CHICAGO (WMBD) — The Illinois Department of Public Health (IDPF) reported the first West Nile Virus-related death of 2022 in Illinois Tuesday.

According to an IDPH press release, the death was a person in their 70s in Cook County, who became ill at the beginning of August. CDC lab testing confirmed the diagnosis of West Nile.

“This unfortunate first reported death of the year from West Nile virus in Illinois is a reminder that this disease poses a risk, especially to those who have weakened immune systems,” said IDPH Director Dr. Sameer Vohra. “While the weather is warm and mosquitos are breeding, we should all take precautions to protect ourselves from mosquitoes and the viruses they carry by wearing insect repellent and eliminating standing water around our homes where mosquitos breed.”

So far in 2022, there have been positive mosquito batches in 30 Illinois counties and eight birds have tested positive in six counties.

West Nile virus is transmitted through mosquito bites, and common symptoms include fever, nausea, headache and muscle aches. People older than 50 and immunocompromised individuals are at higher risk for severe illness from West Nile virus.

To fight the bite, IDPH encourages the public to practice the three “R’s: reduce repel, and report:

  • REDUCE – make sure doors and windows have tight-fitting screens. Repair or replace screens that have tears or other openings. Try to keep doors and windows shut. Eliminate, or refresh each week, all sources of standing water where mosquitoes can breed, including water in bird baths, ponds, flowerpots, wading pools, old tires, and any other containers.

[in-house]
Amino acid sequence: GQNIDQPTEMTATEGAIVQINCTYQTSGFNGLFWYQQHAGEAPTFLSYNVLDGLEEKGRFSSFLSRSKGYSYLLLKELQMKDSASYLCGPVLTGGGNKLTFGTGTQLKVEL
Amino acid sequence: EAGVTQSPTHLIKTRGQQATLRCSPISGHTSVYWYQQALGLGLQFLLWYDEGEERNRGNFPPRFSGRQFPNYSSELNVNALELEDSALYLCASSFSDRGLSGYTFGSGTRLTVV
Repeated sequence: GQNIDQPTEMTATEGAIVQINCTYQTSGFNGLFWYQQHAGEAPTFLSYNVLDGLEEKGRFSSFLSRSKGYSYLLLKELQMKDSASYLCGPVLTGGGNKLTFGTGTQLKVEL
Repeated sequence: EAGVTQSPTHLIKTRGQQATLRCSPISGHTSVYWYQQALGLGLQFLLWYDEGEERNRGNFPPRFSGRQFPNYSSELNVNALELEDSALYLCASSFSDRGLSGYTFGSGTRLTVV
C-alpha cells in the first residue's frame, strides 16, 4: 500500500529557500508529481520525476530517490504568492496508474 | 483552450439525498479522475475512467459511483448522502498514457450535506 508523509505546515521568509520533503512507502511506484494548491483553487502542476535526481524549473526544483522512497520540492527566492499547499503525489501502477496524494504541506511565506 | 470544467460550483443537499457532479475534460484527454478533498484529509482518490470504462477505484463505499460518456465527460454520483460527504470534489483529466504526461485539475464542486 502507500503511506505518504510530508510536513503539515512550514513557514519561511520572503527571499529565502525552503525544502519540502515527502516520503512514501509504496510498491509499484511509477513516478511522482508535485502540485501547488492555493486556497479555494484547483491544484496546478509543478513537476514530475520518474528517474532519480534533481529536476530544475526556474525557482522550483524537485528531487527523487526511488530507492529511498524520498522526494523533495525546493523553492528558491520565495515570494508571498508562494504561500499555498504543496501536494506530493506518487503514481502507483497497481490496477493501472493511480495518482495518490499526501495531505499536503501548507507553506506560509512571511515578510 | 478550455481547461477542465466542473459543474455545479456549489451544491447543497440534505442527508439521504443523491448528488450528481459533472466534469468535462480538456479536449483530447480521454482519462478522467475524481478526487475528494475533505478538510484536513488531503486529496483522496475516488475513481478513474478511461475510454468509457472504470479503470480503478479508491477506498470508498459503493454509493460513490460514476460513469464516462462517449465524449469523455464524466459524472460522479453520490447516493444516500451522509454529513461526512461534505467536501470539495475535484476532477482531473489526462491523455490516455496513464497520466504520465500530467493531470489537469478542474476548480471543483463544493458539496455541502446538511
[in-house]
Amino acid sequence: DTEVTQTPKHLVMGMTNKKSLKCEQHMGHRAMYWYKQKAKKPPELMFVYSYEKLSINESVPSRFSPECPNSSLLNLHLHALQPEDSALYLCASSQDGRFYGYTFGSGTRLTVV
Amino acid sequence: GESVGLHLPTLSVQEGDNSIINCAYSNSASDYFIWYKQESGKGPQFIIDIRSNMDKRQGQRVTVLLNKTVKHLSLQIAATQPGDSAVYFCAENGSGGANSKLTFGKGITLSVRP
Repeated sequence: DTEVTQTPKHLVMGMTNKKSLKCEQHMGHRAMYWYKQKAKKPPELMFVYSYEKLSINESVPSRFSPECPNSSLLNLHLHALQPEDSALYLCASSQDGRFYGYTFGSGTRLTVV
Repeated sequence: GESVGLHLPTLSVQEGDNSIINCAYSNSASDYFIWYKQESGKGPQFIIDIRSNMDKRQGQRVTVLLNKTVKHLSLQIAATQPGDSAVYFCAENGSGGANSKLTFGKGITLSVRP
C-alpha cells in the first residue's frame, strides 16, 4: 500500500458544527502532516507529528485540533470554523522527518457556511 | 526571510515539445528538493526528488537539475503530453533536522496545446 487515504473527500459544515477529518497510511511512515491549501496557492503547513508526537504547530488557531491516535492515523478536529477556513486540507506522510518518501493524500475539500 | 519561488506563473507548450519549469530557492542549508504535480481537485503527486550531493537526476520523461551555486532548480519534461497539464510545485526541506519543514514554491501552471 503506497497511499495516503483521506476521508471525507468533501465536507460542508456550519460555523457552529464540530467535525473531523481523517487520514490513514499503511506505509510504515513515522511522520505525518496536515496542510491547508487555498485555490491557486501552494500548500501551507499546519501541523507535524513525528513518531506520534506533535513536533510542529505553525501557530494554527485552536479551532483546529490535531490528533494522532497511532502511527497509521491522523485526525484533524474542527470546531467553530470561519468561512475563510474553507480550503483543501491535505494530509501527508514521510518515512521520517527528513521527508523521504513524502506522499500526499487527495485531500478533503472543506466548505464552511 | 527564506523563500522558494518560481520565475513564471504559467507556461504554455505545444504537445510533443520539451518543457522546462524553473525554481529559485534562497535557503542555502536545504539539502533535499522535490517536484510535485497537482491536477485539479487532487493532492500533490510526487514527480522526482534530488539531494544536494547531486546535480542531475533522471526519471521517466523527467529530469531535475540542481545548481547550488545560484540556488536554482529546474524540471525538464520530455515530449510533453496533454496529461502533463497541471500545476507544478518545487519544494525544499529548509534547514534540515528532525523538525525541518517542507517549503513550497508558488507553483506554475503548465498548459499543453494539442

• REPEL – when outdoors, wear shoes and socks, long pants and a light-colored, long-sleeved shirt, and apply an EPA-registered insect repellent that contains DEET, picaridin, oil of lemon eucalyptus, or IR 3535 according to the label instructions. Consult a physician before using repellents on infants.
  • REPORT – report locations where you see water sitting stagnant for more than a week such as roadside ditches, flooded yards, and similar locations that may produce mosquitoes. The local health department or city government may be able to add larvicide to the water, which will kill any mosquito larvae.

More information is available on IDPH’s website.